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Sluggish economy, tight credit take toll on small firms

Oct 04 2013, 09:39 IST
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India's prolonged economic slide has affected many companies in India, especially the SME's due to limited access to funds. (Reuters) India's prolonged economic slide has affected many companies in India, especially the SME's due to limited access to funds. (Reuters)
SummaryIndian SME's have been hit by prolonged economic slide due to their limited access to finance.

Sunil Malhotra's expansion plans had a sound logic; they would reduce his company's exposure to imports made more costly by the slump in the rupee this year to a record low. It was an investment to improve profitability.

But banks were unwilling to finance his plan, leaving him instead scrambling to find working capital let alone funds to invest in his firm, Hallmark Steel, a small company supplying the auto industry.

India's prolonged economic slide has affected many companies in India, but small and medium-sized firms have been hit the most because of their more limited access to finance.

Ratings agencies say the debt situation is the worst in a decade, which explains why banks are cautious about lending. That could lead to rising defaults and bankruptcies among small and medium-sized companies, which support a considerable part of the economy - about 45 percent of manufacturing and 40 percent of exports.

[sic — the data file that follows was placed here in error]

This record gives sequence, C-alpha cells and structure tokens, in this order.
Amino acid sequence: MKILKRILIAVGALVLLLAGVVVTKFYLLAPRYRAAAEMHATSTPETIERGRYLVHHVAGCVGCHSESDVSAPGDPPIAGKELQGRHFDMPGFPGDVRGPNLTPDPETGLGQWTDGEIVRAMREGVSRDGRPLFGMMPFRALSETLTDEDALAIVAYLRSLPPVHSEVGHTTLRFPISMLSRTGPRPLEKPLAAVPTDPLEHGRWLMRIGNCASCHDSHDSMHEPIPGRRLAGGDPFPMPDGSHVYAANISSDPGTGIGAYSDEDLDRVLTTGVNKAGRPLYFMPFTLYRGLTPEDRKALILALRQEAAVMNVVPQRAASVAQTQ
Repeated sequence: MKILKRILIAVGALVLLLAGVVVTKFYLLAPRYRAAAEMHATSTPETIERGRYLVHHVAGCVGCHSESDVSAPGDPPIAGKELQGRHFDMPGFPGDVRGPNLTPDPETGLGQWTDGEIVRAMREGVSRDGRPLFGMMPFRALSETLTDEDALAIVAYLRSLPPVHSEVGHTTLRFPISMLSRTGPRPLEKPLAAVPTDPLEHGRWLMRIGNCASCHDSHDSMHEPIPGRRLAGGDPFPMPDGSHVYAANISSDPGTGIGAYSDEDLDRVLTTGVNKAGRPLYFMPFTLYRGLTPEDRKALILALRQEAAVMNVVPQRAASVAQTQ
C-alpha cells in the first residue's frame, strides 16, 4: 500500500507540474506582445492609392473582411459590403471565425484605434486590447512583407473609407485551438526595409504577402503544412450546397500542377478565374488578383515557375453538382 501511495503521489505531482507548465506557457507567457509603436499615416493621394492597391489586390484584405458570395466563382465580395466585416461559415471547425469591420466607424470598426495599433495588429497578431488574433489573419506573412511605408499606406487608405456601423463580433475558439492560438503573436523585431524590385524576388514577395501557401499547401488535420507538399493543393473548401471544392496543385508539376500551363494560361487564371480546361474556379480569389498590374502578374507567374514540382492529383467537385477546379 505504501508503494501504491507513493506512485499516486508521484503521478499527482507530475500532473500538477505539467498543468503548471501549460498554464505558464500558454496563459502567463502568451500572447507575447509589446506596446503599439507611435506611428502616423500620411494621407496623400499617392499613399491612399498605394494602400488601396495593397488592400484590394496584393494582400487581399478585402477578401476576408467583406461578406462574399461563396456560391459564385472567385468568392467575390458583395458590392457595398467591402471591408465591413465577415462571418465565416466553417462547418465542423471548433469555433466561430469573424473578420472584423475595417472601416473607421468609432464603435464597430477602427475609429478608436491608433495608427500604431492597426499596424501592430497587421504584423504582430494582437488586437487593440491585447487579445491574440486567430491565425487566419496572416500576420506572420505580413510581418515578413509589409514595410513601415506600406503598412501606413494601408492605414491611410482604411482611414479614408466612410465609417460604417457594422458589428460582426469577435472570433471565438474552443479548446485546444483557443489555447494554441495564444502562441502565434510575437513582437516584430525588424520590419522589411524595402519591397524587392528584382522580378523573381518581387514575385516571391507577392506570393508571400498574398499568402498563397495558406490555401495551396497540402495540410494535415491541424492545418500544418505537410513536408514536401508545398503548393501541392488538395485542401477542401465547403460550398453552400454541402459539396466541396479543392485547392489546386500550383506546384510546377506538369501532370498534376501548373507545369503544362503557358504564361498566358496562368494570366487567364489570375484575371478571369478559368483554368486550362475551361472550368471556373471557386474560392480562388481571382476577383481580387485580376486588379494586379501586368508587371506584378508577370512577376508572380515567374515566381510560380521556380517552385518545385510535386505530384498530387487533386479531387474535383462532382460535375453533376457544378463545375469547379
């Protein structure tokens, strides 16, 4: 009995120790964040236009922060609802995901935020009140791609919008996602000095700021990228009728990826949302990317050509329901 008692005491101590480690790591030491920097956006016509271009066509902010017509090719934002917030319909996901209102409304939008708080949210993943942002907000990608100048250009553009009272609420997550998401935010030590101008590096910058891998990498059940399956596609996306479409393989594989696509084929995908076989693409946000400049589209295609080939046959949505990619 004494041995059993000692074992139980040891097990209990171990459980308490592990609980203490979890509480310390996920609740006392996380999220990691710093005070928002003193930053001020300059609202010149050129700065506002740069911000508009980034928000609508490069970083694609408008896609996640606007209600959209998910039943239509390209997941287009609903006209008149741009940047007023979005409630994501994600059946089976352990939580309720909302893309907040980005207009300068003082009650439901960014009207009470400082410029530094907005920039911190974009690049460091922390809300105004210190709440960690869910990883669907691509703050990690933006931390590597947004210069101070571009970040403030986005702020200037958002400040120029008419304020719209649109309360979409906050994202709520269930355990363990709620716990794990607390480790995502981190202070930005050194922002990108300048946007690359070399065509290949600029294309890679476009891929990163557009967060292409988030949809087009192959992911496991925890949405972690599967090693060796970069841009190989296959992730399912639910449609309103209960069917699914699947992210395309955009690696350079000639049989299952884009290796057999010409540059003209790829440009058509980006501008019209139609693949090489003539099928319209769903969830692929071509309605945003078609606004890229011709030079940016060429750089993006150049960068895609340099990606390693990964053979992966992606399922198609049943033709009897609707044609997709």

"I have gone to not one but three public sector banks for funds and they don't want to lend to any firm in the steel sector," said Malhotra, founder and chief executive of Hallmark Steel in the north India state of Rajasthan.

Malhotra had hoped to raise 500 million rupees to fund the purchase of a melting facility in Nagpur in western Maharashtra state, aimed at reducing Hallmark's reliance on imported raw materials.

"We wanted to get out of imports because it was hitting our margins because of dollar fluctuations," he said, adding that banks are asking for collateral equivalent to more than 130 percent of the loan size, from 80 percent previously.

DEBT DOOM

Ratings agency Fitch expects non-performing loans at Indian banks to be as high as 4.5 percent in the fiscal year to March 2014, a nine-year high.

Those that can get credit are forced to pay more as interest rates rise, with the Reserve Bank of India's unexpected rate hike on September 20 making credit even costlier.

Earlier central bank measures to defend the rupee by tightening market liquidity had already pushed up the cost of short-term funds.

The Mumbai interbank offered rate (MIBOR) has risen by almost 300 basis points since mid-July when the central bank announced its measures to bolster the rupee.

"We are arguably looking at the worst credit metrics in 10 years," said Deep Mukherjee, a director at Fitch Ratings. "Midcaps have a smaller scale of operations so they don't have bargaining power," he said.

Smaller companies already have some of the worst debt

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